Saturday, June 15, 2013

"The Secret Place" (draft 3)

(draft 3)

Today you are seeing the entire support which measures 24" x 36". Nothing is yet adhered to the support and so I am still able to move pieces around. You can see that I have moved the piece that was in the bottom left hand corner up to the top left corner. And so it will go for a few more days until all of the pieces find their places.

Two color combinations I have always been fond of are yellow/green and blue/green. So those are my two selections for greens in their various values and intensities. This choice of greens gives me a warm and a cool green which is why they look good together.

The best yellow/green I have ever mixed is Green Gold (Golden) + Cad. Yellow Light + a bit of Raw Umber. And that is the mixture your see today. The blue/green was mixed with Cobalt Turquoise + a bit of Raw Umber. Raw Umber is a perfect choice for decreasing the intensity of any color. And that is the blue/green you see today.  For this type of work it is great, but if I am painting an oil, I use a limited palette and choose a bit of the direct complement to lower intensity.

Working in mixed media is like directing an orchestra. You have all of the instruments (your materials and techniques) and then it is up to you to compose the music and choose which instruments will be featured as a solo. The grays in this piece are equivalent to the instruments like the tuba, timpani, and many of the other instruments that create the deep tones and foundation for the more "flashy" instruments such as the violin, trumpet, snare drums, etc. In this piece, those sections with the yellow/green and blue/green represent those instruments that are featured.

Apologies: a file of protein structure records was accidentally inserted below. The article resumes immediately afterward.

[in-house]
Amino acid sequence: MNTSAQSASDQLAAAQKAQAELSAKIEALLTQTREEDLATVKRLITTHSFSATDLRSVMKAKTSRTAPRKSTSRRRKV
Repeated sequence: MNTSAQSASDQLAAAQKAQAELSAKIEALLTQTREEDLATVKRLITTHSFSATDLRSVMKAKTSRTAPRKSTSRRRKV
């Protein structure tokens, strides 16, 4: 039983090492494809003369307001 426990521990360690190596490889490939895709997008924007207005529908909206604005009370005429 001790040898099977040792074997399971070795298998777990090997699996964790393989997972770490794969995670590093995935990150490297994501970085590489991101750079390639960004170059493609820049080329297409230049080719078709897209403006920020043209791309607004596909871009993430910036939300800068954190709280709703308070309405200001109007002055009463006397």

Another way of saying it is to emphasize the brilliantly colored areas by surrounding them with neutrals. So I could expand my favorite quote on color by saying that black, white, and gray plus one or two other colors works every time it's tried.

Color is a vast subject and can be overwhelming so keeping it simple is always a good option until you become more confident. This is also a good time to re-emphasize the idea of calling colors their proper name by their description on the color wheel. If you can develop that habit, it will help you on down the road when you need to mix a color from a limited palette. For instance, rather than calling yellow/green.....lime green or green is better to call it yellow/green. That automatically informs you of what colors to mix to achieve lime green.

Of course, there are variations of intensity of all these colors that can be changed by adding white or the direct complement. By focusing on just these simple basics, color mixing will become familiar and automatic. And there you have it...just a few more things to think about.

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